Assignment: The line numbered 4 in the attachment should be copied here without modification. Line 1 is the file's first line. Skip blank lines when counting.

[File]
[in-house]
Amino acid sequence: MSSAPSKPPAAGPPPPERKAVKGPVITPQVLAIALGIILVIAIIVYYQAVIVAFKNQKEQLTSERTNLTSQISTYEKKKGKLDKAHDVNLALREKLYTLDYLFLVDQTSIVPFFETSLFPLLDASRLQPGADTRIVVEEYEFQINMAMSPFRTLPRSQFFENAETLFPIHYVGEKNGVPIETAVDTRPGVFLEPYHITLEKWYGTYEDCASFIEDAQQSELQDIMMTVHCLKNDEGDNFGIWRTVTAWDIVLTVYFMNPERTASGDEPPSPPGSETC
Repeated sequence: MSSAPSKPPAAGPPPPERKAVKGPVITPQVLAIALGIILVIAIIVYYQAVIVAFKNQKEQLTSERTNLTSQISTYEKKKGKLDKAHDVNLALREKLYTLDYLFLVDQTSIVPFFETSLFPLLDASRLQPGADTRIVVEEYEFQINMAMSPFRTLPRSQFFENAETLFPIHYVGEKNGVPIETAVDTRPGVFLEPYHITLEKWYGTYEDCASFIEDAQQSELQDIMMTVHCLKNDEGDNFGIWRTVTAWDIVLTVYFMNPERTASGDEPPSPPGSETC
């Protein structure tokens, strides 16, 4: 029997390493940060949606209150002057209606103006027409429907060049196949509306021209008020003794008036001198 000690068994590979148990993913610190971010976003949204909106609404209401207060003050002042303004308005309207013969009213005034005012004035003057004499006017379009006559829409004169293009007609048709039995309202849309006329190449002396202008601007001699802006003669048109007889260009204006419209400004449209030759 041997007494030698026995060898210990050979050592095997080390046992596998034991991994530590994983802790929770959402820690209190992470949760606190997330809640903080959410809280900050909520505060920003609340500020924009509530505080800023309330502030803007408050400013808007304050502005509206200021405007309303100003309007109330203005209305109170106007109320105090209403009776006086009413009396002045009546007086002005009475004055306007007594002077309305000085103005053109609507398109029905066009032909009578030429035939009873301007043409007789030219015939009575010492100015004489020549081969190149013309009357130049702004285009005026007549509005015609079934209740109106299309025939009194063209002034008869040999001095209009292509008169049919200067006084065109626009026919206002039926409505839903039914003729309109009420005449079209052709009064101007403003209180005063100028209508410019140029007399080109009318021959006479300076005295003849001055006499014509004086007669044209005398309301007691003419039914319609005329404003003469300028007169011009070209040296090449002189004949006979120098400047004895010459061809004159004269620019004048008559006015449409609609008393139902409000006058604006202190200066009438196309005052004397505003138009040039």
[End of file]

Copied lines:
């Protein structure tokens, strides 16, 4: 029997390493940060949606209150002057209606103006027409429907060049196949509306021209008020003794008036001198 000690068994590979148990993913610190971010976003949204909106609404209401207060003050002042303004308005309207013969009213005034005012004035003057004499006017379009006559829409004169293009007609048709039995309202849309006329190449002396202008601007001699802006003669048109007889260009204006419209400004449209030759 041997007494030698026995060898210990050979050592095997080390046992596998034991991994530590994983802790929770959402820690209190992470949760606190997330809640903080959410809280900050909520505060920003609340500020924009509530505080800023309330502030803007408050400013808007304050502005509206200021405007309303100003309007109330203005209305109170106007109320105090209403009776006086009413009396002045009546007086002005009475004055306007007594002077309305000085103005053109609507398109029905066009032909009578030429035939009873301007043409007789030219015939009575010492100015004489020549081969190149013309009357130049702004285009005026007549509005015609079934209740109106299309025939009194063209002034008869040999001095209009292509008169049919200067006084065109626009026919206002039926409505839903039914003729309109009420005449079209052709009064101007403003209180005063100028209508410019140029007399080109009318021959006479300076005295003849001055006499014509004086007669044209005398309301007691003419039914319609005329404003003469300028007169011009070209040296090449002189004949006979120098400047004895010459061809004159004269620019004048008559006015449409609609008393139902409000006058604006202190200066009438196309005052004397505003138009040039």